Interestingly, Darwin and his contemporaries found inspiration for natural selection in economics. In 1798, an English clergyman named Thomas Malthus published An Essay on the Principle of Population as it affects the Future Improvement of Society, in which he argued that human society has upper limits and cannot grow without being checked by nature. This is the origin of the Malthusian argument, which posits that overpopulation is unsustainable and will be the end of us all.
Malthus wrote that the growth of a population cannot outrun its ability to feed itself. By his calculations, if every couple raised four children, the population would double in twenty-five years, and from there on it would keep doubling. In such a scenario, population growth doesn’t follow a linear progression but rather a geometric one, rising by a factor of four, eight, sixteen, and so on with each iteration.
Clearing new land for farming and improving crop yield with advanced technology may raise the food supply, but it would only increase arithmetically, not geometrically. Inevitably, if left unchecked, population growth brings famine and misery.
Malthus argues that humanity has always been controlled by plagues, infanticide, or simply putting off marriage until coming of age. The Englishman then pointed out that the same forces for fertility and starvation apply to animals and plants. If there was unlimited growth, then the world would soon be knee-deep in flies and maggots. But that doesn’t happen because they cannot reproduce to their full potential. Like in most other species, most flies die without having the chance to reproduce and are vulnerable to droughts, cold winters, predators, and a myriad of other assaults by the environment.
Rather than treating humans as individuals, Malthus zoomed out and looked at humans as a group, in essence being one of the first ecologists in history.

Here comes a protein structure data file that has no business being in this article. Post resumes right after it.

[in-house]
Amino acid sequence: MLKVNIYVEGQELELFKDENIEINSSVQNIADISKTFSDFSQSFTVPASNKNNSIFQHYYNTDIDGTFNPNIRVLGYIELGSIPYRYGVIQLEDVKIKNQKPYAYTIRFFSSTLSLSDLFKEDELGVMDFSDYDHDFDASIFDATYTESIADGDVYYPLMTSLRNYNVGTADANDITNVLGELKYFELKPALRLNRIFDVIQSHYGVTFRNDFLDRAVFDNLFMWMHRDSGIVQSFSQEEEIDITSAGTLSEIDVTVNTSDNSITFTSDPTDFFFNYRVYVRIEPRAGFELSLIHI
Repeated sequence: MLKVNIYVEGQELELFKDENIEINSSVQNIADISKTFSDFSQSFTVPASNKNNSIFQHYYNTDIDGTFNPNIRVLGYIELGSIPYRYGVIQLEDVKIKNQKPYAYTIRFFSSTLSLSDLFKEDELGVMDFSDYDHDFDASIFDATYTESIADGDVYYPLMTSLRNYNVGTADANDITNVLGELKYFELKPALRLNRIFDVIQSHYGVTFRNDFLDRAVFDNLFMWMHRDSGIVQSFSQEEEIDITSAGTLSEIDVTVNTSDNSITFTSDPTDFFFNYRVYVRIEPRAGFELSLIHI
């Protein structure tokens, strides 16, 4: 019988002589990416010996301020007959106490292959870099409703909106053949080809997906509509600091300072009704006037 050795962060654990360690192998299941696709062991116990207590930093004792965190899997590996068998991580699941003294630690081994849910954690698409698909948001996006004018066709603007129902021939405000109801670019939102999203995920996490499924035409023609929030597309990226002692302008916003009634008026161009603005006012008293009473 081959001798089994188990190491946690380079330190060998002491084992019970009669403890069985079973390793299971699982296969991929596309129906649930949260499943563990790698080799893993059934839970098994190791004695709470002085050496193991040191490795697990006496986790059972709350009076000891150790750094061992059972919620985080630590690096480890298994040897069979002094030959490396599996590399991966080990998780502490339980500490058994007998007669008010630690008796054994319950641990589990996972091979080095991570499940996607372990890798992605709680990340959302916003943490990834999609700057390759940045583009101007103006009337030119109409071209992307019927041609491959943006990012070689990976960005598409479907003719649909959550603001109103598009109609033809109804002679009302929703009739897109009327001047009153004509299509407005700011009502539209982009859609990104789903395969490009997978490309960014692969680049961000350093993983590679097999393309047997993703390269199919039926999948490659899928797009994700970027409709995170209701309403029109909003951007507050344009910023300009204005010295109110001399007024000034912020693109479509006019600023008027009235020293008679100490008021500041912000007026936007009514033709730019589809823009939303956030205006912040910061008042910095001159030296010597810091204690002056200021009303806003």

When Darwin read Malthus’s ideas, it became clear that humans must evolve like any other animal in nature. The enormity of the principle of exponential growth is best evidenced by a single Escherichia coli bacterium. Assuming that cell division occurs every 30 minutes, it would take less than a week for the descendants of this one cell to exceed the mass of the Earth.
What’s true for a bacterium is true for an elephant. Indeed, Darwin himself used elephants as a hypothetical example, showing that the number of descendants of a single pair would swell to more than 19,000,000 in only 750 years. But clearly, the world is not overrun by either elephants or bacteria.
The reason is simple: most offspring do not survive to produce offspring of their own. The greater a species’ proclivity for massive overproduction, also known as ‘superfecundity’, the larger the share of offspring that fail to reproduce.
Speaking of human society, clues pertaining to natural selection abounded in artificial selection or selective breeding — evolution directed by the human hand. The history of selective breeding can be traced to about 10,000 years ago when hunter-gatherers began to keep flocks and herds and grow crops.
Individual animals that are more social, less aggressive, and easily manipulated were favored by humans and allowed to mate, paving the way to domestication. Today’s sheep, cows, dogs, and house cats are the result of thousands of years of selective breeding.